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A.B.S Units are maintenance free and are mostly quite reliable, they work by a pump that literally pushes the brake pedal back towards the drivers foot when a locked brake is detected and will keep the wheel moving without locking the brake, a problem with this unit will generally be undetected so a light will illuminate on the dash to warn the driver of a problem with the pump or unit, if the A.B.S light is displayed on the dash the unit will not work and should be taken to a workshop.

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Brake lines and hoses can also require replacing from time to time, we find often with vehicles that launch boats into salt water the rear brake pipe will corrode from outside in, this can be very dangerous as when the pipe completely corrodes out the brake fluid will leak out and compromise brake performance, rubber flexible hoses join the steel pipes at the caliper and these can split and break down over time.

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The costs of course can and will vary but in very general terms there are a few possibilities.

Brake pad replacement Sunshine Coast - The brake pads have worn out which means the brake material has worn down to a point where the pads need to be replaced, this is now a case of removing the wheel and the caliper and replacing the brake pads on both sides (brake are always replaced as a pair across the same axle) this could cost anywhere from $160.00 to $300.00 and upwards, the higher cost comes with later model vehicles, S.U.V and four wheel drives, also on some vehicles a brake pad sensor will need to replaced (this sensor illuminates a warning light on the dash and is a low brake pad warning light as pictured below)


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Brake rotor replacement or machining- Whenever the brake pads are replaced it is recommended that the brake rotors be machined or replaced, this will bring the rotor to a smooth even finish and help with the bedding in of the new brake pads, ( At Service Brakes Tyres we road test and bed the new brakes in), some indicators that your rotors require machining would be a pulsation or vibration through the steering wheel or the seats under braking that is worse when braking heavily or down a hill, to have this vibration present and not machine the rotors while changing the brake pads is false economy and not recommended, when the rotors become too thin to machine they will need to be replaced, the reason for this is the metal material wears away due to braking and the rotor can not dissipate enough heat, the cost of new rotors has in fact come down but can still cost between $70.00 to $300.00 and upwards.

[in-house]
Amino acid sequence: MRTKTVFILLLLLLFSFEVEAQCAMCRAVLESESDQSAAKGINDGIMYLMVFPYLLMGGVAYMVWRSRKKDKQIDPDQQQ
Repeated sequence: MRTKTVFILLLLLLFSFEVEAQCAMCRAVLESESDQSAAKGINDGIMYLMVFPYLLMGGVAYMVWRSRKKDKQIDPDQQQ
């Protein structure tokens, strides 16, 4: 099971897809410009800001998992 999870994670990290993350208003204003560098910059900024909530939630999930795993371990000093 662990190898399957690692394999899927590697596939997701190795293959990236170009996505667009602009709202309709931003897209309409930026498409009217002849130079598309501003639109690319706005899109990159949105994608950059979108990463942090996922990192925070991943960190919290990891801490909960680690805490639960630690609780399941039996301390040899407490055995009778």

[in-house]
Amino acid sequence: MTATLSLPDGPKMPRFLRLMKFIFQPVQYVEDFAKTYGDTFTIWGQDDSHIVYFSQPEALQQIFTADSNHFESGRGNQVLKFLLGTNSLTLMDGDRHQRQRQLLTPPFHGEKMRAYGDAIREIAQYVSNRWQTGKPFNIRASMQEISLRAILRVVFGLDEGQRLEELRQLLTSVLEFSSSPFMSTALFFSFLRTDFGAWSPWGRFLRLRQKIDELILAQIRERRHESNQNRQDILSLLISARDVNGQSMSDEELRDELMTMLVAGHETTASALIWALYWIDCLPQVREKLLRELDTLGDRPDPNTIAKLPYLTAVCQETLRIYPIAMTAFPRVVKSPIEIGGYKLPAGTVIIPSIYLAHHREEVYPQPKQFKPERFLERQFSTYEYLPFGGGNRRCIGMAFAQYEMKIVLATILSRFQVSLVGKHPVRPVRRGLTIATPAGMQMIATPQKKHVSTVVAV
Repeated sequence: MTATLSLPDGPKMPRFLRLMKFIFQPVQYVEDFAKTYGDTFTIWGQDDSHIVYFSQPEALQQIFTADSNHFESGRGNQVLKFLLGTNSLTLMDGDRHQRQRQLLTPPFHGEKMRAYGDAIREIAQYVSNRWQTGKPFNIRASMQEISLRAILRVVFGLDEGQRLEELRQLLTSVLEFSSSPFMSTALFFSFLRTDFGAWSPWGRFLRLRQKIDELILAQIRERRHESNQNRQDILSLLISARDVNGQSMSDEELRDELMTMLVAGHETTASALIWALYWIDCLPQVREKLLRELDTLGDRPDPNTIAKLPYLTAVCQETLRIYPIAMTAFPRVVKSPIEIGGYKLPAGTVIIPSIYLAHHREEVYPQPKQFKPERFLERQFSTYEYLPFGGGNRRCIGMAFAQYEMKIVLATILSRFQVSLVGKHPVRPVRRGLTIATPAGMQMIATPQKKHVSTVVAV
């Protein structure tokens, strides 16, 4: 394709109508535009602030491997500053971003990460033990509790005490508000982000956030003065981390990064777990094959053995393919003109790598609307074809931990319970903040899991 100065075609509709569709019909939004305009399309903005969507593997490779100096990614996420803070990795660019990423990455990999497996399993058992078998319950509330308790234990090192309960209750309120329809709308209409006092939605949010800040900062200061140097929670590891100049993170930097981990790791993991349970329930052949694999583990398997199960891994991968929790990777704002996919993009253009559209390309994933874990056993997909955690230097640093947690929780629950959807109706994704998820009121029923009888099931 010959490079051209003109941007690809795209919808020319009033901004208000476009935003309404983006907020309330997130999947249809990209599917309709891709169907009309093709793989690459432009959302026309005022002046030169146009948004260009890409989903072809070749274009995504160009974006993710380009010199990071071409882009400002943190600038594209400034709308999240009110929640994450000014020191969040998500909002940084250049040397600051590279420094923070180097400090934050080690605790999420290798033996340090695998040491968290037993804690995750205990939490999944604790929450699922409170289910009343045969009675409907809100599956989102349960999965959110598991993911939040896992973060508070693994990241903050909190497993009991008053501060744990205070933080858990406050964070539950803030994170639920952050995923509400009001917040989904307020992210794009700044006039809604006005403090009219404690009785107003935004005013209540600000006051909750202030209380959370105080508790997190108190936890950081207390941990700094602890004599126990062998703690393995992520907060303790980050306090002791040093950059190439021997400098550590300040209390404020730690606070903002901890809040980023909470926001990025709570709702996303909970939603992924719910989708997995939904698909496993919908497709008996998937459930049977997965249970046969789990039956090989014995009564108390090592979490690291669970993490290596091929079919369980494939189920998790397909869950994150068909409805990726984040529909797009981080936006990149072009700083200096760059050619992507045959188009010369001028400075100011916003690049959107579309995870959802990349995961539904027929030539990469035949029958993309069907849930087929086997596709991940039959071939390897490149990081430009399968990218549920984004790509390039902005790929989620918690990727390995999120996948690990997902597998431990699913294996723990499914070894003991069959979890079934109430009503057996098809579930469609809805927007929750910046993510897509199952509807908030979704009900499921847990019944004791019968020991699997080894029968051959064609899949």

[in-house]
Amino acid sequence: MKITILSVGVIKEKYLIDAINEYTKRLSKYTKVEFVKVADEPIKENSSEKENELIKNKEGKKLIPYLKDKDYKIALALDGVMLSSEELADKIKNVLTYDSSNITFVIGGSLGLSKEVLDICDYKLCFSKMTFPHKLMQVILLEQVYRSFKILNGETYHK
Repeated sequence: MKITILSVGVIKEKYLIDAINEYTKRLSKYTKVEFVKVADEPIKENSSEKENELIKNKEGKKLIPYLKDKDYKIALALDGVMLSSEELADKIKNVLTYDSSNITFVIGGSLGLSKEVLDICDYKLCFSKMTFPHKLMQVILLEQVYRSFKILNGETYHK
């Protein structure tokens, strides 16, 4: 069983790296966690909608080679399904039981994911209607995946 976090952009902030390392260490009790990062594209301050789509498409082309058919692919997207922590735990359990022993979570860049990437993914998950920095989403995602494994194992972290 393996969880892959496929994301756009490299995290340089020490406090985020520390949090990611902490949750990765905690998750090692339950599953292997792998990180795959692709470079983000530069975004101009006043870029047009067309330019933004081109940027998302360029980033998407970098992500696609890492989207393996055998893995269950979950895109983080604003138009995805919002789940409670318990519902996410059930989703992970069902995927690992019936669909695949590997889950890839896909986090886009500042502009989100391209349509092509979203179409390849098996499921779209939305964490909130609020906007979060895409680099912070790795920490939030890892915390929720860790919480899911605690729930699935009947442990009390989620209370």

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Rear brake shoe replacement.

The time brake shoes take to require replacing is a lot longer than brake pads so even though the coast can be higher it will be far less frequent, brake shoes take more time to replace than brake pads and the price of parts is equivalent to pads, generally you could expect to pay around $150.00-$250.00 to replace, the rear brake drums should also be machined or replaced and machining costs can be around $80.00

Brake fluid replacement (Flush).

This is generally the least expensive item to have replaced as the fluid is relatively inexpensive and the flush takes only about 30mns , brake fluid attracts moisture and contaminates and will build up over time, as the system is sealed the fluid requires replacing about every year but can be more often in humid climates or with a lot of heavy braking as the heat can boil the fluid, this job will generally cost between $60-90 and is a worthwhile investment to prevent costly overhauls if the fluid becomes to contaminated. There are many types of brake fluid with the most popular being DOT-3 or DOT-4  fluid, the correct fluid to be used should be stamped on top of the brake master cylinder cap or in the log book. At Service Brakes Tyres we use Valvoline brake fluid.


Quality of brake components.

Another variance in price comes with the price of parts used, there are cheaper options for brake components in some cases, some European and S.U.V there will be only a high end option available such as Bendix and Bremtech (Used by Service Brakes Tyres) but on most vehicles a cheaper option can save money but does come with some issues, cheaper brake pads can produce more dust, more noise, wear rotors quicker and not last as long as more expensive parts. We recommend a mid range option for most vehicles if budget is an issue, very cheap online brake pads would not be a good option for any vehicle.